Hillary Won the First Democratic Debate

Hillary Clinton was the winner of the first debate among Democrats who aspire to be their party’s successor to Barack Obama. After months of wearing talk about her use of a private Internet server during her term as secretary of state, the ex-first-lady showed herself to be confident, articulate and above all, authentic. Having been criticized many times for having an excessively calculated and rehearsed style, Hillary was convincing on the center of the stage that she shared with four men.

That being said, the pre-candidate received help from her principal adversary, Sen. Bernie Sanders, when he discarded questions revolving around the polemic of the Internet server. According to Sanders, Americans are “sick and tired” of discussions about Hillary’s emails and want to debate real problems that affect the future of the country’s middle class.

After avoiding an emphasis on gender identity in the dispute she had with Barack Obama in 2008, Hillary put the female question at the center of her speech She said that the fact of being a woman would be the most “obvious” change in relation to the current president, and made a passionate defense of paid maternity leave — a nonexistent right in U.S. at the federal level.

Defending benefits, she also attacked what she called the “inconsistency” of Republicans, who criticize maternity leave by arguing that the state should not be interfering in the personal lives of its citizens, but who try to impede the functioning of the principal provider of abortions and family planning.

A Social Democrat in a country that venerates capitalism, Sanders rose in the polls with his discourse critical of Wall Street, large corporations and campaign financing by billionaires, which forced Hillary Clinton to move to the left in her proposals. When the debate moderator Anderson Cooper asked the candidates who they would like to have known as their enemies, the ex-secretary of state mentioned the pharmaceutical industry, arms manufacturers, Iran and the Republicans.

With the most left-wing proposals of all the debate participants, Sanders had a vacillating performance with regard to gun control, less than two weeks after yet another mass shooting which left 10 people dead in Oregon. As a senator from Vermont, the candidate said there is a difference between rural and urban states in relation to the question of gun control. The majority of the other CNN debate participants criticized him for this stance.

“It’s time the entire country stand up against the NRA,” declared Hillary, in reference to the National Rifle Association, the principal lobbyist for the arms industry in America. The ex-secretary of state reminded people that Sanders voted on five occasions against proposals that attempted to impose stricter rules on that sector.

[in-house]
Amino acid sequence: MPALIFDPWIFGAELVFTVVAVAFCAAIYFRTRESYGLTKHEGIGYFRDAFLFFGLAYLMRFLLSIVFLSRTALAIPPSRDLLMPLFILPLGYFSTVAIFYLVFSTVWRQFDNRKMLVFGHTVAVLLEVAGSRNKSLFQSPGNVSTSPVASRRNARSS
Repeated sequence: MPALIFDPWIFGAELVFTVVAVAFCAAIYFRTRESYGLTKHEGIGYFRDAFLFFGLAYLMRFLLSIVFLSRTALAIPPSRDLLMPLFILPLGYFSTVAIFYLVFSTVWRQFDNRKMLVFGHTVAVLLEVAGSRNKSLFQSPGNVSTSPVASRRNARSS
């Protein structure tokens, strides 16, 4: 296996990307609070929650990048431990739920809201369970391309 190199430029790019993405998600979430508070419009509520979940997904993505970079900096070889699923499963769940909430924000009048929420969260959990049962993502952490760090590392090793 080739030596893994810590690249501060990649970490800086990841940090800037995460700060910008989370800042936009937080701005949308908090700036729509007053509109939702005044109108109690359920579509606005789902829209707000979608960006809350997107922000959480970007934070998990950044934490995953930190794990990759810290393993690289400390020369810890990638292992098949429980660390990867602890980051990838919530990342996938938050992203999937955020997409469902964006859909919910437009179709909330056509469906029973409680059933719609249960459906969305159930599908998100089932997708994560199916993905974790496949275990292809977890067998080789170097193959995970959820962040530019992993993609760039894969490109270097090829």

Hillary called herself a “pragmatic progressive” who tries to effect change, while Sanders presented himself as the only candidate who can rise against the power of the billionaires of Wall Street and of the “1 percent.”

The main criticism directed against Hillary targets her actions with regard to foreign policy: her support for the war in Iraq in 2003, the 2011 U.S. action in Libya when she was secretary of state, and her recent defense of a no-fly zone in Syria. In spite of yesterday’s good performance, the candidate continues to confront investigations about her emails and questions about her tenure with the Obama administration.

In a general way, the debate showed many more agreements between the candidates than that of the two previous Republican debates, which were marked by attacks and insults from Donald Trump against women, immigrants and his fellow party members.

Agreement among the candidates was stressed by the majority of the debate participants, but the governor of Maryland, Martin O’Malley, emphasized this in a special manner. “On this stage you didn’t hear anyone denigrate women, you didn’t hear anyone make racist comments about new immigrants, you didn’t hear anyone speak ill of anyone because of their religious belief.”

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About Jane Dorwart 201 Articles
BA Anthroplogy. BS Musical Composition, Diploma in Computor Programming. and Portuguese Translator.

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